Growing up, Camille Jackson set a goal to pursue higher education. Now that she’s close to receiving her bachelor’s degree from Michigan State University, she’s expanded her goals to attend graduate school and to preserve the cultural works that shaped her trajectory as a first-generation college student.
When she graduates from MSU this May, Jackson will conclude one leg of an educational journey that critically examines the human, specifically the Black, experience. Deeply inspired by her Sociology major and her minor in the Department of African American and African Studies (AAAS), Jackson stands equipped with a “being in service to the people” approach, intent on effecting change through organizing and advanced scholarship.
“The professors in the Department of AAAS challenged us to freedom dream, highlighting the various pathways in which we can see those dreams realized,” Jackson said. “They embody Black radical vision very well, which was greatly appreciated and heightened my engagement with the courses, definitely making this a department I am glad to have experienced. The Black freedom discussions are being had with urgency. Their commitment reminds me of one of my favorite poets, Gwendolyn Brooks, who said, ‘Blackness is a going to essences and to unifyings,’ which I enjoy that the AAAS Department embodies through their ideas on how we envision our communities. The professors are love-inspired, which is evident in how they educate with such a high level of care.”
Preserving Culture, Promoting Activism
Growing up in Detroit, Jackson attended University Preparatory Academy starting in middle school and graduated from high school in 2016. After her junior year, she received a close-up look at college via Camp Enterprise, a five-day summer program coordinated by New Detroit and MSU for business-minded students. During her senior year of high school, she participated in the Midnight Golf Program, a 30-week curriculum that mentors Detroit area high schoolers for college and careers.
Jackson received several scholarships to attend MSU, including one from the Midnight Golf Program and the Detroit Promise. She spent her first two years as a Political Science major, then took a gap year before returning to major in Sociology. Inspired by a course in Ebonics through the Center for Integrative Arts and Humanities, Jackson set out to add to her academic credentials with a minor in African American and African Studies from MSU’s College of Arts & Letters.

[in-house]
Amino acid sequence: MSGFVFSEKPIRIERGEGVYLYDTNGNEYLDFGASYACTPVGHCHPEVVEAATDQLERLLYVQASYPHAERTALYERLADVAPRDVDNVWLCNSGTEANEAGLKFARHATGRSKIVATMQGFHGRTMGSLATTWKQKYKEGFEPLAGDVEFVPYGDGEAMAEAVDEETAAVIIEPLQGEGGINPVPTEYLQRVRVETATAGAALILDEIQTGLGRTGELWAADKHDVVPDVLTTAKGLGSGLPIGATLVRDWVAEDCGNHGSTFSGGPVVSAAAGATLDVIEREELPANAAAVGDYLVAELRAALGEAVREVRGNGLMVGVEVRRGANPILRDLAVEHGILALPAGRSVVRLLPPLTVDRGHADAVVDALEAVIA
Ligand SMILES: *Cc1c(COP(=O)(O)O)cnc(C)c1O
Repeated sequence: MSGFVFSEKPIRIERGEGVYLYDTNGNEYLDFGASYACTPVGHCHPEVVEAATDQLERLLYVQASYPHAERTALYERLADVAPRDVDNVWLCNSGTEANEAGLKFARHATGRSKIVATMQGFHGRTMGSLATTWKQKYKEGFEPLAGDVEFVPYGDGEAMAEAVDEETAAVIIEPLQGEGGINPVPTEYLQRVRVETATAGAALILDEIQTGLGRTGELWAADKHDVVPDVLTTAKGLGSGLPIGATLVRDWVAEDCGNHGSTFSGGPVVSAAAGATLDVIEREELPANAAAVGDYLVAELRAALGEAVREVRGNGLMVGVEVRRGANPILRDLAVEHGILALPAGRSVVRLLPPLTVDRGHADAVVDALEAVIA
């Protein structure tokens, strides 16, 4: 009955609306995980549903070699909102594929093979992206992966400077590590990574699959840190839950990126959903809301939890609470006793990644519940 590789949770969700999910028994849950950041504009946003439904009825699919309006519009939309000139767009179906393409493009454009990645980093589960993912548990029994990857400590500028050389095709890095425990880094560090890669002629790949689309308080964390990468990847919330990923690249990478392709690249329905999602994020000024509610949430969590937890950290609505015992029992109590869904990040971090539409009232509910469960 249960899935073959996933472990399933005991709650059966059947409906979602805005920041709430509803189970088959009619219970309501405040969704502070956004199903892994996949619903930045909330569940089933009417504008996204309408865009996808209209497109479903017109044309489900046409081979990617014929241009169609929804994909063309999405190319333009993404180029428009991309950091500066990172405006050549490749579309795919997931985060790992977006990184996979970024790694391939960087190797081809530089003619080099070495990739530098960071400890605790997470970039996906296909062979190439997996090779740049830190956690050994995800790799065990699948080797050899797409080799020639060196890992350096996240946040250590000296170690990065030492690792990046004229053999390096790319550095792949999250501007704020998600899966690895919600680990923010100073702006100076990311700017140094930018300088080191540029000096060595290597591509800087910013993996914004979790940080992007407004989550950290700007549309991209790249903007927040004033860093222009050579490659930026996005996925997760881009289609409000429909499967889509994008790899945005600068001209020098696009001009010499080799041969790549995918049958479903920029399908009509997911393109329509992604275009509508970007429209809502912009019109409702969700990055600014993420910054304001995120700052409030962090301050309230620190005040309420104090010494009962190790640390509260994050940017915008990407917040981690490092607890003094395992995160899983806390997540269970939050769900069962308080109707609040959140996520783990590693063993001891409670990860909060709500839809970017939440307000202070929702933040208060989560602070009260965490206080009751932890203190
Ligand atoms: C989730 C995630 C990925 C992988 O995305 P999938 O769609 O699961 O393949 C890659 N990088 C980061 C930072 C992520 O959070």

“I was looking for a way to find community and to reengage some of my favorite Black authors, thinkers, and activists that the courses feature,” Jackson said. “I found the professors in the Department of AAAS to be not just scholars, but cultural workers who understood Blackness through a radical framework that interrogates what freedom looks like for all Black people, not only in the spaces we occupy in the west, but globally.”
I found the professors in the Department of AAAS to be not just scholars, but cultural workers who understood Blackness through a radical framework that interrogates what freedom looks like for all Black people, not only in the spaces we occupy in the west, but globally.Camille Jackson
While at MSU, Jackson has engaged in community organizing work with the Detroit Chapter of the Malcolm X Grassroots Movement. In 2021, she received a summer fellowship to work on local and national social justice campaigns with other Grassroots chapters. The ongoing campaign advocates for the release of Dr. Mutulu Shakur, a Black freedom fighter held in the Federal Bureau of Prisons. Dr. Shakur, who has been in federal prison since 1986, is a veteran member of the Black Liberation Army as well as a co-Founder and co-Director of the Black Acupuncture Advisory Association of North America (BAAANA) and the Harlem Institute of Acupuncture. Jackson also participates in activities focused on defending human rights and promoting self-determination Detroit Grassroots Chapter’s various works including fundraising, political education, youth programming, mutual aid, and more.
“Camille is destined for greatness and her genius is fully recognized in AAAS. Her thoughtful engagement with Black arts, culture, and liberation motivates her coursework,” said Ruth Nicole Brown, Professor and Inaugural Chair of the AAAS Department. “Camille’s archival research and curatorial practice coupled with her community activism is exemplary student leadership.”
As Jackson looks ahead to the future, she is working with her mentors and AAAS advisors, Dr. Chamara Kwakye and Dr. Yvonne Morris, to select a graduate program. She is leaning toward library and information science programs that build on her interests in Black studies and, in particular, the preservation and amplification of rare Black literature.
Camille is destined for greatness and her genius is fully recognized in AAAS. Her thoughtful engagement with Black arts, culture, and liberation motivates her coursework.Ruth Nicole Brown, Professor and Inaugural Chair of the AAAS Department
“I’m thinking of the importance that Black women’s literature has played in my life,” she said. “Those authors, artists, and thinkers have given me the words to express myself, find healing, and redirect my emotions into creating material change.”
Jackson aspires to preserve and help thrust works of Black women and other Black writers into the general consciousness. Her goal, she says, is to break down the gates that keep particular literature and thought from the mainstream as institutions have the tendency to gatekeep critical works and information from the masses.
“Studying with the scholars, cultural workers, and activists in the Department of AAAS has shown me a great deal,” Jackson said. “My goal is to help preserve the access and availability of works that have shaped my world view.”